The internet started out with a big PC box and a monitor in the form of a CRT screen. You probably remember these cubic televisions and monitors, which got larger before finally transitioning to flat screens. Manufacturers made thinner screens. As content grew, search engines began indexing and ranking websites and pages based on desktop display and desktop compute power. Then something happened: we started using cell phones to access websites. Sites got better, and responsive: now most sites display nicely on mobile devices and adapt to the size of the screen. In fact, users access more webpages today from a cell phone than from a desktop. We live in a mobile-first world. However, search engines have kept their rankings and indexing methods using desktop-first. It’s time to change and Google recently announced they are moving Google Search to Mobile First. Depending on the magnitude of the change this could be almost zero impact. Or it could shift many sites from page 1 to page 2, 3 or 4, and vice versa. What are the implications for site owners?
Display and content
In its blog post Google mentioned that responsive websites should have minimal impact from the upcoming change. A responsive site adapts to the screen size and keeps all or most of the content intact, when going from Desktop to Mobile. In most cases what may not show on a mobile is sidebar content. This can include ads, related posts, about the author snippets, or other pieces of information. In essence these pieces may not be essential, and they may be accessible in mobile view by clicking on a link. In other cases sidebar content tends to move to the bottom, after the main content is displayed. This just re-arranges the user view without removing anything, to the extent the user scrolls to the bottom of the page.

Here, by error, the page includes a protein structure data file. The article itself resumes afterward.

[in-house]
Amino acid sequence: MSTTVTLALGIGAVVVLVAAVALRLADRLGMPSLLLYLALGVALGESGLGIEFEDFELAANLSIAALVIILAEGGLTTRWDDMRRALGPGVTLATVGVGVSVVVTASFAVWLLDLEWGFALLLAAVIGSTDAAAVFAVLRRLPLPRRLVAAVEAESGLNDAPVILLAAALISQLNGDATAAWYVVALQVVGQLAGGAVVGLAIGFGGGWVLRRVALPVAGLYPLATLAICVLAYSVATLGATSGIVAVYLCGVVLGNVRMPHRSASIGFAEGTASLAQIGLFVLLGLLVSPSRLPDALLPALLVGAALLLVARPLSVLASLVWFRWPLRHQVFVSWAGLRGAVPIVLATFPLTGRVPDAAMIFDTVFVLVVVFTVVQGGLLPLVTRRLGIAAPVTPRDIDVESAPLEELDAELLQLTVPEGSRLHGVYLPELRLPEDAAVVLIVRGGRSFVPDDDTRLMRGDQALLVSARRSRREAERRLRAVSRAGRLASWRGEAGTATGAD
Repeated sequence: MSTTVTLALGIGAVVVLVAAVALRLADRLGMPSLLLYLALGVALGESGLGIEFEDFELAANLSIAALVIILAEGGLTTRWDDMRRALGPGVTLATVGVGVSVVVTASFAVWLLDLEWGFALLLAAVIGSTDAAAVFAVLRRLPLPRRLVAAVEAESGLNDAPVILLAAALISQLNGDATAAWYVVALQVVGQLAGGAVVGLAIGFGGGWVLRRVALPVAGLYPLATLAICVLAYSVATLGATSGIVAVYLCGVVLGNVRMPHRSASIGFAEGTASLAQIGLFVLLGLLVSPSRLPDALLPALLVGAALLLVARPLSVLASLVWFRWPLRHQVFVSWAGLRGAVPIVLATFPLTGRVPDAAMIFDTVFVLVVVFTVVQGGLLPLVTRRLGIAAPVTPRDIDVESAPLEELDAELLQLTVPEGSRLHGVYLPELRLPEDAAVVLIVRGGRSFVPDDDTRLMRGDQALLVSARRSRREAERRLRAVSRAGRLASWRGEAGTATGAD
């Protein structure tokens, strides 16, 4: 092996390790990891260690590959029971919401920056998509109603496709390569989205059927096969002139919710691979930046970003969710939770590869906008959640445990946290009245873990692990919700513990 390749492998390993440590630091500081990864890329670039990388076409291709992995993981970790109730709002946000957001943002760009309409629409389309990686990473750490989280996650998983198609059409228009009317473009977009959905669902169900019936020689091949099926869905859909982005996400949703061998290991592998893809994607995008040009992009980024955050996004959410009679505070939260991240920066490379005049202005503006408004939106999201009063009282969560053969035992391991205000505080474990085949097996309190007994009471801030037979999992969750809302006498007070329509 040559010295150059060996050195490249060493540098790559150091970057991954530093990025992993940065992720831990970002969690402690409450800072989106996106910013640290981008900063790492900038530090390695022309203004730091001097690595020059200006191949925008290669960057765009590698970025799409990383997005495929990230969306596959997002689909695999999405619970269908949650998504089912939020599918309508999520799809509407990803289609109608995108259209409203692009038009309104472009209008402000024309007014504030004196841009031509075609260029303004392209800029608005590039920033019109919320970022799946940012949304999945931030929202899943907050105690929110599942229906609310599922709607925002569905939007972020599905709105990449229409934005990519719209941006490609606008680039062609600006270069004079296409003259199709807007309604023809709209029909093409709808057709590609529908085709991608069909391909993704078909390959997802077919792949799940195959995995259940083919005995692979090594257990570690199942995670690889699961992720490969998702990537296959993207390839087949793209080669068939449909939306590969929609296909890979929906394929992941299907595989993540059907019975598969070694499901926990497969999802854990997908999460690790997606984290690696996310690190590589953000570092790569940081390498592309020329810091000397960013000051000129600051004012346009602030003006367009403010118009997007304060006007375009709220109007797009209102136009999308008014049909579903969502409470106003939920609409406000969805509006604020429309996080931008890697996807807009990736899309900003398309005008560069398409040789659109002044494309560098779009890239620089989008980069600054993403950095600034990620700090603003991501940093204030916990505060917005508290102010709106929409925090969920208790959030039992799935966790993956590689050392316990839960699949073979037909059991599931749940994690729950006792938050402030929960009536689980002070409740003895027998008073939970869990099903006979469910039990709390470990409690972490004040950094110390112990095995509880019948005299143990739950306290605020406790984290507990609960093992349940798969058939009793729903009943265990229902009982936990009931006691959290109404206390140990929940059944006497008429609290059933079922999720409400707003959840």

Requirements for display list evolving requirements, such as the featured image being at least 696px and the site logo being on a white or clear background.
Performance in a Mobile First world